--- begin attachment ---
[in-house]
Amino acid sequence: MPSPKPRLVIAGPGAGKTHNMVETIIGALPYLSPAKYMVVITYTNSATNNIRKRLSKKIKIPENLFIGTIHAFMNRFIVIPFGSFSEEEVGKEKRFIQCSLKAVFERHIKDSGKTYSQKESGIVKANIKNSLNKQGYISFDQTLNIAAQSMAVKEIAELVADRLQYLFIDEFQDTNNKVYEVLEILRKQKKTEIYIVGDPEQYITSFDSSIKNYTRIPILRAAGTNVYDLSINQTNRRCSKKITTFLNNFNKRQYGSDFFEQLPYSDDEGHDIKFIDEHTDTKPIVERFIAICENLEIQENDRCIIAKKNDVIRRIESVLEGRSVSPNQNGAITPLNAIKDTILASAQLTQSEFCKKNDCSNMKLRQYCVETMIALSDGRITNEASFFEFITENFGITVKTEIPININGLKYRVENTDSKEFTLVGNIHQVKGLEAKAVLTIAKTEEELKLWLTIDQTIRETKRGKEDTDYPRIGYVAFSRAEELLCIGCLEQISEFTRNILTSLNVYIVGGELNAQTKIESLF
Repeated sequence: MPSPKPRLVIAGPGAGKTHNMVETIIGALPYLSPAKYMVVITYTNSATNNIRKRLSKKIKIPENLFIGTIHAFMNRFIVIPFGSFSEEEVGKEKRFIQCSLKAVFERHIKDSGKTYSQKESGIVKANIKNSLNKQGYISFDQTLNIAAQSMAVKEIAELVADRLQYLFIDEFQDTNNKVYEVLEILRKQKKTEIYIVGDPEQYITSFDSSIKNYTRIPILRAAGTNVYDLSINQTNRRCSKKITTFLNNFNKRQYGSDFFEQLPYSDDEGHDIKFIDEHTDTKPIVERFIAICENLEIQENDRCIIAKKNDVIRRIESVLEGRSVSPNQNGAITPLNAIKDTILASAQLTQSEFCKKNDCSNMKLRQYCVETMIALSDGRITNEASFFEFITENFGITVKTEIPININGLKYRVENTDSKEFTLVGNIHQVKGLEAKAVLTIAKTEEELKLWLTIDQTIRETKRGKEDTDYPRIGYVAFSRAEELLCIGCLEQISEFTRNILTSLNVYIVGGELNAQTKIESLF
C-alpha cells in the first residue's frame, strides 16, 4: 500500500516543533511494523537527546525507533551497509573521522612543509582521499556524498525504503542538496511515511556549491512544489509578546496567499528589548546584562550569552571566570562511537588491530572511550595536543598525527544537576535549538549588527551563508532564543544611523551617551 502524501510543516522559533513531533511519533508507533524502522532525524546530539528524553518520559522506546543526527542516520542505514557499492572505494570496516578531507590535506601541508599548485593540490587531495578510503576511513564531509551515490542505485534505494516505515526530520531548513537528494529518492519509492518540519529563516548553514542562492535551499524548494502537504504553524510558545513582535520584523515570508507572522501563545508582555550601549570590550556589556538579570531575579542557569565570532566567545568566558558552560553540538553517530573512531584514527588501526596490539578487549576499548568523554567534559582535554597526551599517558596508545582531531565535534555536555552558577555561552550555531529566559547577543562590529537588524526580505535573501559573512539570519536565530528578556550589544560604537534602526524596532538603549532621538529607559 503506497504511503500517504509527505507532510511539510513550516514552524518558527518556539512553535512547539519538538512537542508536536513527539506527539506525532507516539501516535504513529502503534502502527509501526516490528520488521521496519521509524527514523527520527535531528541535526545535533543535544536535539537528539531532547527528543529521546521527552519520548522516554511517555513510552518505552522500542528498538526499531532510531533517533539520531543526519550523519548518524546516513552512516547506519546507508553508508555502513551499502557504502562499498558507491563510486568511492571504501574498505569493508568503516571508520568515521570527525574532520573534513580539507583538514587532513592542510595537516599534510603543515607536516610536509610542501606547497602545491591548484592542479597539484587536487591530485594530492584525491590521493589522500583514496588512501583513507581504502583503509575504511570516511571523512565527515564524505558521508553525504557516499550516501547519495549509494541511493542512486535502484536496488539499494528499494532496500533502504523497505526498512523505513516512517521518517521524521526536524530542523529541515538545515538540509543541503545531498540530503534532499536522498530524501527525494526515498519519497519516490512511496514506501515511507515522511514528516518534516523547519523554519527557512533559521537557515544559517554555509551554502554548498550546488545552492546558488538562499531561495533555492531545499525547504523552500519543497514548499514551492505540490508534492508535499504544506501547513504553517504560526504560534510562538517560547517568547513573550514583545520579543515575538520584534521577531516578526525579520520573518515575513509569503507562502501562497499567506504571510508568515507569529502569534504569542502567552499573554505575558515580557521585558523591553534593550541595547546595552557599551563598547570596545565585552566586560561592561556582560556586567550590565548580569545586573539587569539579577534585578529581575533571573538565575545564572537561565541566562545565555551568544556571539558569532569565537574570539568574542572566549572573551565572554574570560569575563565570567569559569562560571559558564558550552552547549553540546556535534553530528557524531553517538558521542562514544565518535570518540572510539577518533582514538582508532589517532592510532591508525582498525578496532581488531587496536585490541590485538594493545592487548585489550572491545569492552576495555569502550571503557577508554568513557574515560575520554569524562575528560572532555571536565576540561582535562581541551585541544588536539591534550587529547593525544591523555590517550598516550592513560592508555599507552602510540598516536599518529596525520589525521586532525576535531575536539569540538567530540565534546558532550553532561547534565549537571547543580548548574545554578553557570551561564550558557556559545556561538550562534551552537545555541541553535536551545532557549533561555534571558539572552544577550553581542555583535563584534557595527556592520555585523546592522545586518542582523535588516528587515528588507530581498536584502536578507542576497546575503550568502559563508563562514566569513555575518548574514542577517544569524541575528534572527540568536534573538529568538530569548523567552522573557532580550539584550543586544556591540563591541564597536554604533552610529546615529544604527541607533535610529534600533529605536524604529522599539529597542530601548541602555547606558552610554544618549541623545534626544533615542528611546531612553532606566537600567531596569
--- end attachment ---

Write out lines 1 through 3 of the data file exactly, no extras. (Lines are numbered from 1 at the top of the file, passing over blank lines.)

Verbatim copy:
[in-house]
Amino acid sequence: MPSPKPRLVIAGPGAGKTHNMVETIIGALPYLSPAKYMVVITYTNSATNNIRKRLSKKIKIPENLFIGTIHAFMNRFIVIPFGSFSEEEVGKEKRFIQCSLKAVFERHIKDSGKTYSQKESGIVKANIKNSLNKQGYISFDQTLNIAAQSMAVKEIAELVADRLQYLFIDEFQDTNNKVYEVLEILRKQKKTEIYIVGDPEQYITSFDSSIKNYTRIPILRAAGTNVYDLSINQTNRRCSKKITTFLNNFNKRQYGSDFFEQLPYSDDEGHDIKFIDEHTDTKPIVERFIAICENLEIQENDRCIIAKKNDVIRRIESVLEGRSVSPNQNGAITPLNAIKDTILASAQLTQSEFCKKNDCSNMKLRQYCVETMIALSDGRITNEASFFEFITENFGITVKTEIPININGLKYRVENTDSKEFTLVGNIHQVKGLEAKAVLTIAKTEEELKLWLTIDQTIRETKRGKEDTDYPRIGYVAFSRAEELLCIGCLEQISEFTRNILTSLNVYIVGGELNAQTKIESLF
Repeated sequence: MPSPKPRLVIAGPGAGKTHNMVETIIGALPYLSPAKYMVVITYTNSATNNIRKRLSKKIKIPENLFIGTIHAFMNRFIVIPFGSFSEEEVGKEKRFIQCSLKAVFERHIKDSGKTYSQKESGIVKANIKNSLNKQGYISFDQTLNIAAQSMAVKEIAELVADRLQYLFIDEFQDTNNKVYEVLEILRKQKKTEIYIVGDPEQYITSFDSSIKNYTRIPILRAAGTNVYDLSINQTNRRCSKKITTFLNNFNKRQYGSDFFEQLPYSDDEGHDIKFIDEHTDTKPIVERFIAICENLEIQENDRCIIAKKNDVIRRIESVLEGRSVSPNQNGAITPLNAIKDTILASAQLTQSEFCKKNDCSNMKLRQYCVETMIALSDGRITNEASFFEFITENFGITVKTEIPININGLKYRVENTDSKEFTLVGNIHQVKGLEAKAVLTIAKTEEELKLWLTIDQTIRETKRGKEDTDYPRIGYVAFSRAEELLCIGCLEQISEFTRNILTSLNVYIVGGELNAQTKIESLF